At a Glance
What is it?
A new take on the traditional Vegas steakhouse with much more than just steak.
Where is it?
At the Park MGM on the South Strip.
What kind of food is served?
A lot of steaks but also other interesting things like fried chicken.
What is the atmosphere like?
Dark and moody, like an old-fashioned wood-paneled supper club.
How was the service?
Really fantastic – very attentive.
What are the prices like?
It’s easy to spend a lot of money here but there are more affordable ways to go, too.
What else do I need to know?
Did I mention how dark it is?
What’s the bottom line?
Not just a steakhouse in all the best possible ways.
Part of the transformation from the Monte Carlo to the Park MGM was to pretty much sweep all of the old restaurants out and sweep a bunch of new ones in. In some instances it’s a bummer when old favorites like the Pub and Diablo’s are scrubbed from the directory but in other instances it’s a good thing when eateries like Brand, the former steakhouse that never really made much of an impression, are replaced by a dynamic place like Bavette’s.
It’s based on the acclaimed Chicago restaurant of the same name, a steakhouse that has wound up on more “must eat” lists than they can fit on their website. “11 Best Steakhouses in World?” Check. “12 Restaurants Around the Country Worth the Reservation?” Yep. “8 Amazing Roast Chicken Dishes to Try Around Chicago?” Wait, what? I thought this was a steakhouse.
Well, that’s part of what makes Bavette’s so interesting. Yes, the steaks are the centerpiece of the menu but they have a lot more than just that, turning the steakhouse experience into something much more noteworthy.
But before we get to the menu, let’s talk about the room. It’s dark. Like, really dark. Like you might want to wear a miner’s hat with one of those little lights when you go inside. Okay, I’m exaggerating but not by much. Dark woods dominate – the floor, the walls, the tables, the ceiling – livened by dim amber lighting that gives it an old-time supper club type of feel. It’s the kind of room that in the olden days of Vegas would have had a booth in the corner reserved for the mobsters smoking cigars. It really is gorgeous but if you can read the menu without the aid of the flashlight on your phone, you have better eyesight than I do.
Now, to the menu. Starters include steakhouse favorites like shrimp cocktail and baked crab cakes but also more unique items like baked goat cheese with red sauce and garlic bread that should be on your must order list. Mix the creamy cheese with the tangy sauce and start dipping – you won’t regret it.
There are a few salads but who cares, really? Let’s get to the meat. Steaks run the gamut from a 6 ounce filet to a 22 ounce bone-in rib eye, the latter of which is dry-aged for 42 days before they slap it on the grill for you. You can get a series of enhancements like a peppercorn crust, roasted bone marrow, or roasted garlic but these steaks are so good that you really don’t need them. The filet we sampled was as close to perfect as a cut of meat can get, with a smoky flavor and a smooth, expertly cooked texture. I’ve had a lot of steaks in Las Vegas and this one should be near the top of the heap.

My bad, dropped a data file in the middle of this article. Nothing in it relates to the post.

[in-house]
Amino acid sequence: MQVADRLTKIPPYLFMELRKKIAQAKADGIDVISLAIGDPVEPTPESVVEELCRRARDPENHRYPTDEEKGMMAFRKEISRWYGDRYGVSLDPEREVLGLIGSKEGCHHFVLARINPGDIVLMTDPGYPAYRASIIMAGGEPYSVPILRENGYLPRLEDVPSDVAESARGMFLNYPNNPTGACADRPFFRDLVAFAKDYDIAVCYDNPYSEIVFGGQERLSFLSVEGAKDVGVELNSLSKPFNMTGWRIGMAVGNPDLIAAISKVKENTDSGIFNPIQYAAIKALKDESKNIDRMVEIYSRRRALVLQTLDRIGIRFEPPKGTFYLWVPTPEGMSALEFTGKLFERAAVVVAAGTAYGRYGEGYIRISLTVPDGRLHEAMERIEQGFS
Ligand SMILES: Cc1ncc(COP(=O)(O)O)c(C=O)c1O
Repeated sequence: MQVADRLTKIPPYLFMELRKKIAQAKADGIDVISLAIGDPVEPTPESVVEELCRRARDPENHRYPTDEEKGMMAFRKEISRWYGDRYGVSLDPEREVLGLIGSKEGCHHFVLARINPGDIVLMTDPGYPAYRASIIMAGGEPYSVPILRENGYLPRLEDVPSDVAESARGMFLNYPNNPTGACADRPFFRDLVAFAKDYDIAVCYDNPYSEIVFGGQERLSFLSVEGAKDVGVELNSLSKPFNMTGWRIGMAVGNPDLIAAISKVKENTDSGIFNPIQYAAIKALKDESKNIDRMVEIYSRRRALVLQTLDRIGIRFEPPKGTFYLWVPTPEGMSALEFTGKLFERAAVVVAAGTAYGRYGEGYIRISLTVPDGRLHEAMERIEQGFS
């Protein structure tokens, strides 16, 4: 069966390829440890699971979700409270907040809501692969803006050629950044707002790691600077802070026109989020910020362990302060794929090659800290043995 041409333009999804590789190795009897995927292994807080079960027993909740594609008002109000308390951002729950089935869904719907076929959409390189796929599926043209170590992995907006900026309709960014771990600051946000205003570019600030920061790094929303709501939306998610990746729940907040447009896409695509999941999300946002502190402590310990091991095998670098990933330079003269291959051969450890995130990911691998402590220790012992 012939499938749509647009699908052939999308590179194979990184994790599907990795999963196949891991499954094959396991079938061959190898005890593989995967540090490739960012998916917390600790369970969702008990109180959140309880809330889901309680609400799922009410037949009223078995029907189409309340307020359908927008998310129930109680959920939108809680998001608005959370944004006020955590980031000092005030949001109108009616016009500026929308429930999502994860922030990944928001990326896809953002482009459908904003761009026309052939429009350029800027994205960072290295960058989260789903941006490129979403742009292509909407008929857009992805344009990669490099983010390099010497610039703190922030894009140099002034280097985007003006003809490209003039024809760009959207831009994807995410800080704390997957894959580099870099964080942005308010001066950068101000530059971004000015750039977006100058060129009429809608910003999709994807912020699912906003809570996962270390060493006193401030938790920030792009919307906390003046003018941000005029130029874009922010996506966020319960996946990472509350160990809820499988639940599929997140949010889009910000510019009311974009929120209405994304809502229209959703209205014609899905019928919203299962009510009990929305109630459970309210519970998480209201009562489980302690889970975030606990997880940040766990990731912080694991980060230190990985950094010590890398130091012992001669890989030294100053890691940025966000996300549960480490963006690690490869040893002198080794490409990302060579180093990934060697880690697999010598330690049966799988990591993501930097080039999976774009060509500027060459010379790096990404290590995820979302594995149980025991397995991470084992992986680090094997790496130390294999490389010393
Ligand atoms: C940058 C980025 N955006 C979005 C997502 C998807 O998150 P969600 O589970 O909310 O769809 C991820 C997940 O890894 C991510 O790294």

But don’t worry if you’re not in the mood for steak. As mentioned, there are other options including a burger and a prime beef French dip that comes with gruyere cheese, horseradish, and a rich jus. The latter is a great option if you want meat but aren’t willing to commit to a full steak.
And then we move into the really interesting part of the menu that includes the roasted chicken featured in that “8 Amazing” list, salmon, a double-bone pork chop, lamb chops, shortrib stroganoff, and the dish I decided to try, the spiced fried chicken. It came piled high on the place, a little on the hot side but not Nashville hot, with creamy mashed potatoes and gravy. It was grade-A comfort food and while I was a little jealous of the steak and the French dip that my table-mates got, it was only just a little.
Of course I would be remiss for not mentioning the seafood towers, a trademark of the Chicago restaurant that they have brought to the Nevada desert. They range in size from “wow” to “holy crap,” including a $210 option that pretty much empties the sea and puts it on a platter in front of you.
A long list of sides includes a plate of thick cut bacon, candied sweet potatoes with bourbon glaze, truffle mac and cheese, and a good old fashioned baked potato with all the fixings.
Desserts were a little underwhelming with only a couple of pie and cake options but I will admit to being tempted by the hot fudge sundae royal, a $16 option that includes all sorts of sprinkle-it-yourself options on the plate like M&Ms, mini marshmallows, and more.
As you’d expect, prices are high here but not at all out of line for what you’re getting and not bad compared to other restaurants of this caliber on The Strip. Starters will cost you a few bucks on either side of $20, salads come in whole or half versions that start at $9 and go up over $20, sandwiches are in the $24 range, steaks start at around $40 and go up quickly from there, entrees are in the $34-$62 range, sides are all around $15, and desserts $12-$16. We did some of the cheaper things on the menu (not on purpose, it’s just what appealed) and walked out with a bill for three people that included drinks, tax, and tip for under $200. To be fair, you’ll probably be looking at a $75-$100 per person bill most of the time.
Service was fantastic throughout the meal – again, very old-world supper club kind of attention.
There are some restaurants that were in the old Monte Carlo that I will miss but if they could all be replaced by something as good as Bavette’s I will find a way to get over it.